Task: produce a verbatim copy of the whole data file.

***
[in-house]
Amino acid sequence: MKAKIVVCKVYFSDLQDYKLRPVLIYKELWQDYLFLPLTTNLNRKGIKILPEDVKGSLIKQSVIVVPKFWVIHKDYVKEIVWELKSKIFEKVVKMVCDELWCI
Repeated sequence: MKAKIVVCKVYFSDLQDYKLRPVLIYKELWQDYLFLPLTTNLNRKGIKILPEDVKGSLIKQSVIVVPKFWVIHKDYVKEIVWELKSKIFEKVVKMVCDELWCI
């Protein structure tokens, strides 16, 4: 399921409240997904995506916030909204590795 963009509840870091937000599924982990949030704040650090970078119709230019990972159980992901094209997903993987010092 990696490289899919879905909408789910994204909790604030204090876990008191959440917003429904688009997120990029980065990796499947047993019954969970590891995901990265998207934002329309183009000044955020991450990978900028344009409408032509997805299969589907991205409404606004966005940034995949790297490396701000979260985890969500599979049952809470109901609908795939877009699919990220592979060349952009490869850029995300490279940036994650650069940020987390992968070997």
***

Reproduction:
[in-house]
Amino acid sequence: MKAKIVVCKVYFSDLQDYKLRPVLIYKELWQDYLFLPLTTNLNRKGIKILPEDVKGSLIKQSVIVVPKFWVIHKDYVKEIVWELKSKIFEKVVKMVCDELWCI
Repeated sequence: MKAKIVVCKVYFSDLQDYKLRPVLIYKELWQDYLFLPLTTNLNRKGIKILPEDVKGSLIKQSVIVVPKFWVIHKDYVKEIVWELKSKIFEKVVKMVCDELWCI
């Protein structure tokens, strides 16, 4: 399921409240997904995506916030909204590795 963009509840870091937000599924982990949030704040650090970078119709230019990972159980992901094209997903993987010092 990696490289899919879905909408789910994204909790604030204090876990008191959440917003429904688009997120990029980065990796499947047993019954969970590891995901990265998207934002329309183009000044955020991450990978900028344009409408032509997805299969589907991205409404606004966005940034995949790297490396701000979260985890969500599979049952809470109901609908795939877009699919990220592979060349952009490869850029995300490279940036994650650069940020987390992968070997």